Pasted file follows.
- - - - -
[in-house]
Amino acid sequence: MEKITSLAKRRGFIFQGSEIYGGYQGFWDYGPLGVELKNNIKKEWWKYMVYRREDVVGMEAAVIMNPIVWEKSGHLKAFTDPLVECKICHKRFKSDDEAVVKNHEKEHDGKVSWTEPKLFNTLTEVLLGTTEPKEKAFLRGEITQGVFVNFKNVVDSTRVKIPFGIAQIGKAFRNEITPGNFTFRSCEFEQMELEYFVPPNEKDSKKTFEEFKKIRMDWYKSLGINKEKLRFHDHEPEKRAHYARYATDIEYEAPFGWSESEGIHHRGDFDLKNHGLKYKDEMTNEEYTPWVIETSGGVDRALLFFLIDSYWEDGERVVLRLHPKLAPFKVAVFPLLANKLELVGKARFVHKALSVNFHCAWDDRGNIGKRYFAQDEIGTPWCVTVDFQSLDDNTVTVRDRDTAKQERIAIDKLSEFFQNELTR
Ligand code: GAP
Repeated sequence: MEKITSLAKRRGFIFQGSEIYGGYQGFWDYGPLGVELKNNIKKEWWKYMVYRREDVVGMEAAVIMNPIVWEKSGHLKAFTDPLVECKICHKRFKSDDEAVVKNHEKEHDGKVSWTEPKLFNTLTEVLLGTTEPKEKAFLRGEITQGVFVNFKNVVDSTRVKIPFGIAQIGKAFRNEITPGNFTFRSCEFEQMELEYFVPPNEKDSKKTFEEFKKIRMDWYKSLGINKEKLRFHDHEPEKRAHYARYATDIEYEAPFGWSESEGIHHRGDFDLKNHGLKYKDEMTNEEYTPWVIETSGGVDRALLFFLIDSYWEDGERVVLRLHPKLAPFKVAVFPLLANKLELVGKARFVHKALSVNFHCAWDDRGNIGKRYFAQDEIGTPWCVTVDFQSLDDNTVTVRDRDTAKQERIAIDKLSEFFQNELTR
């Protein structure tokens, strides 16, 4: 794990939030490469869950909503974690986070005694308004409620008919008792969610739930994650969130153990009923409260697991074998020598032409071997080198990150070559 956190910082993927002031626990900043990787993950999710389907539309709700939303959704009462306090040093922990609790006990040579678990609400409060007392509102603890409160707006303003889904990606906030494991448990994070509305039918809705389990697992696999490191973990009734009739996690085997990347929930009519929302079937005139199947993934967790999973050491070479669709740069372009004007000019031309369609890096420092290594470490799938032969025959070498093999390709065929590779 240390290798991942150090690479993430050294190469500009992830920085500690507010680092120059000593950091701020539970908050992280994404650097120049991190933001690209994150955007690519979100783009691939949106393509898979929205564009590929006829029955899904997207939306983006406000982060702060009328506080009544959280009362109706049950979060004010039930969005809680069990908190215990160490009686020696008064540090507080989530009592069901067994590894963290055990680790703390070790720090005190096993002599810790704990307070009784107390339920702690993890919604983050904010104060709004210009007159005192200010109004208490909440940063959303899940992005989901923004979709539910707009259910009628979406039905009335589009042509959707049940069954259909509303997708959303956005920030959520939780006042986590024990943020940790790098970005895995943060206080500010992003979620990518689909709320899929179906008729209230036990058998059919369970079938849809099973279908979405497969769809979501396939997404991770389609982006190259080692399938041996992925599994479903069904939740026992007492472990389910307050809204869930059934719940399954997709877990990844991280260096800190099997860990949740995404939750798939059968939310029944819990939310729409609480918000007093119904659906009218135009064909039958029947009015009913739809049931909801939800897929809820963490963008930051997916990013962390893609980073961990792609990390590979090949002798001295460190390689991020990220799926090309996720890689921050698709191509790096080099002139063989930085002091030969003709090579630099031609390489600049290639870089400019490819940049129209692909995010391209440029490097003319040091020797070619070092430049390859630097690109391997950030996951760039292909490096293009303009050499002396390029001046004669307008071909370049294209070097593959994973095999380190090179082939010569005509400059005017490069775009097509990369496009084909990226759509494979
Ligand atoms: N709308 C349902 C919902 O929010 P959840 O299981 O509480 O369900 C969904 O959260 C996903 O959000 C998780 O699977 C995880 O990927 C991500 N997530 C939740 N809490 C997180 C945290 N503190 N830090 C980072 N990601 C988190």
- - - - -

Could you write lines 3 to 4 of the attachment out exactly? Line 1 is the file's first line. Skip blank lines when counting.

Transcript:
Ligand code: GAP
Repeated sequence: MEKITSLAKRRGFIFQGSEIYGGYQGFWDYGPLGVELKNNIKKEWWKYMVYRREDVVGMEAAVIMNPIVWEKSGHLKAFTDPLVECKICHKRFKSDDEAVVKNHEKEHDGKVSWTEPKLFNTLTEVLLGTTEPKEKAFLRGEITQGVFVNFKNVVDSTRVKIPFGIAQIGKAFRNEITPGNFTFRSCEFEQMELEYFVPPNEKDSKKTFEEFKKIRMDWYKSLGINKEKLRFHDHEPEKRAHYARYATDIEYEAPFGWSESEGIHHRGDFDLKNHGLKYKDEMTNEEYTPWVIETSGGVDRALLFFLIDSYWEDGERVVLRLHPKLAPFKVAVFPLLANKLELVGKARFVHKALSVNFHCAWDDRGNIGKRYFAQDEIGTPWCVTVDFQSLDDNTVTVRDRDTAKQERIAIDKLSEFFQNELTR